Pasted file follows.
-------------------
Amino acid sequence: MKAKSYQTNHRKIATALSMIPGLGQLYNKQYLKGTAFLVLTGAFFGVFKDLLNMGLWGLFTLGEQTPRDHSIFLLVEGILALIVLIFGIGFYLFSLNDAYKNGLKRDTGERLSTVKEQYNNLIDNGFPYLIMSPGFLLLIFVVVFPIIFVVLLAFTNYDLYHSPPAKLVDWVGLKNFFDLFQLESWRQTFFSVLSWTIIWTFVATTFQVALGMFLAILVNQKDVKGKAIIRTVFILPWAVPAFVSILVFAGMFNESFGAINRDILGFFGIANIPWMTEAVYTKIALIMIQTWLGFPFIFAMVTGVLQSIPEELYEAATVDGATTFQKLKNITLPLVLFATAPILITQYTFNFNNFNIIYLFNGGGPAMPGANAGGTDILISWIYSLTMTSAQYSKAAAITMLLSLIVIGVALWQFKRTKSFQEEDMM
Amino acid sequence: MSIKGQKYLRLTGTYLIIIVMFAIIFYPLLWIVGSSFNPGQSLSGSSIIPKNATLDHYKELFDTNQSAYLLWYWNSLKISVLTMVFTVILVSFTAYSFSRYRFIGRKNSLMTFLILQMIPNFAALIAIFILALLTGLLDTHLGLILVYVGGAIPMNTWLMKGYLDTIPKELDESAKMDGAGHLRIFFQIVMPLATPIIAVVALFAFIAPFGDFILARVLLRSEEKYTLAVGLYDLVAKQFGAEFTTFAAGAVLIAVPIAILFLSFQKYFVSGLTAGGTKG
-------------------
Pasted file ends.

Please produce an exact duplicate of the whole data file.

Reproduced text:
Amino acid sequence: MKAKSYQTNHRKIATALSMIPGLGQLYNKQYLKGTAFLVLTGAFFGVFKDLLNMGLWGLFTLGEQTPRDHSIFLLVEGILALIVLIFGIGFYLFSLNDAYKNGLKRDTGERLSTVKEQYNNLIDNGFPYLIMSPGFLLLIFVVVFPIIFVVLLAFTNYDLYHSPPAKLVDWVGLKNFFDLFQLESWRQTFFSVLSWTIIWTFVATTFQVALGMFLAILVNQKDVKGKAIIRTVFILPWAVPAFVSILVFAGMFNESFGAINRDILGFFGIANIPWMTEAVYTKIALIMIQTWLGFPFIFAMVTGVLQSIPEELYEAATVDGATTFQKLKNITLPLVLFATAPILITQYTFNFNNFNIIYLFNGGGPAMPGANAGGTDILISWIYSLTMTSAQYSKAAAITMLLSLIVIGVALWQFKRTKSFQEEDMM
Amino acid sequence: MSIKGQKYLRLTGTYLIIIVMFAIIFYPLLWIVGSSFNPGQSLSGSSIIPKNATLDHYKELFDTNQSAYLLWYWNSLKISVLTMVFTVILVSFTAYSFSRYRFIGRKNSLMTFLILQMIPNFAALIAIFILALLTGLLDTHLGLILVYVGGAIPMNTWLMKGYLDTIPKELDESAKMDGAGHLRIFFQIVMPLATPIIAVVALFAFIAPFGDFILARVLLRSEEKYTLAVGLYDLVAKQFGAEFTTFAAGAVLIAVPIAILFLSFQKYFVSGLTAGGTKG